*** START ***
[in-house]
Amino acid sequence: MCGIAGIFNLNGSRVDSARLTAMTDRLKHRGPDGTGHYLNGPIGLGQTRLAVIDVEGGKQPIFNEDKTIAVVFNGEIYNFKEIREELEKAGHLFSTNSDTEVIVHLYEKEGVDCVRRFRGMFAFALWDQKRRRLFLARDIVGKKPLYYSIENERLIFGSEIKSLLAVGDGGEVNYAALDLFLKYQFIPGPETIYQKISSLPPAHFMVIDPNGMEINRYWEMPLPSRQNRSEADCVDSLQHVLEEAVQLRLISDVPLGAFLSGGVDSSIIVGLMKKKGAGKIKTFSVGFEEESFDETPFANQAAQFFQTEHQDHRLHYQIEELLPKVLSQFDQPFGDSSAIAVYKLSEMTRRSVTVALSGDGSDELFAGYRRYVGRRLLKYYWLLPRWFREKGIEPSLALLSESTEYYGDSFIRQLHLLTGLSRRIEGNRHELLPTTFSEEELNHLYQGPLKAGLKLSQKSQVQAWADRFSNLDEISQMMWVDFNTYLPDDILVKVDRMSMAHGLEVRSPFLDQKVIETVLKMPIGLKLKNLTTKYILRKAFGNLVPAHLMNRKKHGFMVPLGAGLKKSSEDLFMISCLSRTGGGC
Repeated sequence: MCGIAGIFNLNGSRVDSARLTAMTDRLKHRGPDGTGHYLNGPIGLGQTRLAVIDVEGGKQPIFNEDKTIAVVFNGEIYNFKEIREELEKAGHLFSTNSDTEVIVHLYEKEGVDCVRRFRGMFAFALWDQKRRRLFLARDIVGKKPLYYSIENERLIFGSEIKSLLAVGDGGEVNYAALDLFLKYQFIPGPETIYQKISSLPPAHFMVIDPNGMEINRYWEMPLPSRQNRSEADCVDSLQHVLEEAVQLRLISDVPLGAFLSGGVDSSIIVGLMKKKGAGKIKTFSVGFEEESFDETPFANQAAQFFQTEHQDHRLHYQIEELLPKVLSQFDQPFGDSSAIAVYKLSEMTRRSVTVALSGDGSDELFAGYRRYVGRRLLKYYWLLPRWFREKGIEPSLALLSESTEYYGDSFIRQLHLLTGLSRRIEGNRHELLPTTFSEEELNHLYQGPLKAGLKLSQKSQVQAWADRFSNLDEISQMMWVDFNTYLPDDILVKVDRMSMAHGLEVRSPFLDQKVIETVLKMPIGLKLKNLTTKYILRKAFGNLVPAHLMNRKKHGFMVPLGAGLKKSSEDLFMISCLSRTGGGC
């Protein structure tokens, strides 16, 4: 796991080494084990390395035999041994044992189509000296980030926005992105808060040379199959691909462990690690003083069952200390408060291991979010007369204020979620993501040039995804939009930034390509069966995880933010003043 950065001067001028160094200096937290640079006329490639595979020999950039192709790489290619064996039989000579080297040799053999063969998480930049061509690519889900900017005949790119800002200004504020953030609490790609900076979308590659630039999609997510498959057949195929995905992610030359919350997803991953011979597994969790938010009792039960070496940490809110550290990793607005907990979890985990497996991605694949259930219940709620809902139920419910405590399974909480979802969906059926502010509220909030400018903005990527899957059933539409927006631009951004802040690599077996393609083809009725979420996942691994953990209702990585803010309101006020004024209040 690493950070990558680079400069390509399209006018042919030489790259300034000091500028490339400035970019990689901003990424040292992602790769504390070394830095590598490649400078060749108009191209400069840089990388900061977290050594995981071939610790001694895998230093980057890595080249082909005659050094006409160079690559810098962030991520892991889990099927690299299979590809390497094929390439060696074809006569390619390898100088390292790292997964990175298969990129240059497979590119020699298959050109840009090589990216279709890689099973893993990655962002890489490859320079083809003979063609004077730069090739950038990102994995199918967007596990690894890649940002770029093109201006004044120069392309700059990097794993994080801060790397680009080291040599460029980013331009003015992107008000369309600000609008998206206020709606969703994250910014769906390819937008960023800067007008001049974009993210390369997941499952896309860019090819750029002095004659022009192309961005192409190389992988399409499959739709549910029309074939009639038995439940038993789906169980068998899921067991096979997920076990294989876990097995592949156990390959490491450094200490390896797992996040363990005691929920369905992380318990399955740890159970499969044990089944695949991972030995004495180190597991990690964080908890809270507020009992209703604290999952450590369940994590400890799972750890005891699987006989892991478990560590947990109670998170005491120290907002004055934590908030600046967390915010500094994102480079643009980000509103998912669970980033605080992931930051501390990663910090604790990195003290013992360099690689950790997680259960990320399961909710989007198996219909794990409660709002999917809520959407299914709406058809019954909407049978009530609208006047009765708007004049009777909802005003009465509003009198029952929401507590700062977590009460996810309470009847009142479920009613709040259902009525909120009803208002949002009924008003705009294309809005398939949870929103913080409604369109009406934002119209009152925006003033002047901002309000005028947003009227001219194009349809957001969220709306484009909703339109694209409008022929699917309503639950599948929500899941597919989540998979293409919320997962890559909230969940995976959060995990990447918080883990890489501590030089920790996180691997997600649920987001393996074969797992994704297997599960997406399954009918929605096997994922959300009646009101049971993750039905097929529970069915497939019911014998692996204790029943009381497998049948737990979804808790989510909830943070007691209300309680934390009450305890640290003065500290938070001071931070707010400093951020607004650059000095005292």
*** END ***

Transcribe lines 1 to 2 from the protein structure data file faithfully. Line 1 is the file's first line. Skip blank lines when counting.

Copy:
[in-house]
Amino acid sequence: MCGIAGIFNLNGSRVDSARLTAMTDRLKHRGPDGTGHYLNGPIGLGQTRLAVIDVEGGKQPIFNEDKTIAVVFNGEIYNFKEIREELEKAGHLFSTNSDTEVIVHLYEKEGVDCVRRFRGMFAFALWDQKRRRLFLARDIVGKKPLYYSIENERLIFGSEIKSLLAVGDGGEVNYAALDLFLKYQFIPGPETIYQKISSLPPAHFMVIDPNGMEINRYWEMPLPSRQNRSEADCVDSLQHVLEEAVQLRLISDVPLGAFLSGGVDSSIIVGLMKKKGAGKIKTFSVGFEEESFDETPFANQAAQFFQTEHQDHRLHYQIEELLPKVLSQFDQPFGDSSAIAVYKLSEMTRRSVTVALSGDGSDELFAGYRRYVGRRLLKYYWLLPRWFREKGIEPSLALLSESTEYYGDSFIRQLHLLTGLSRRIEGNRHELLPTTFSEEELNHLYQGPLKAGLKLSQKSQVQAWADRFSNLDEISQMMWVDFNTYLPDDILVKVDRMSMAHGLEVRSPFLDQKVIETVLKMPIGLKLKNLTTKYILRKAFGNLVPAHLMNRKKHGFMVPLGAGLKKSSEDLFMISCLSRTGGGC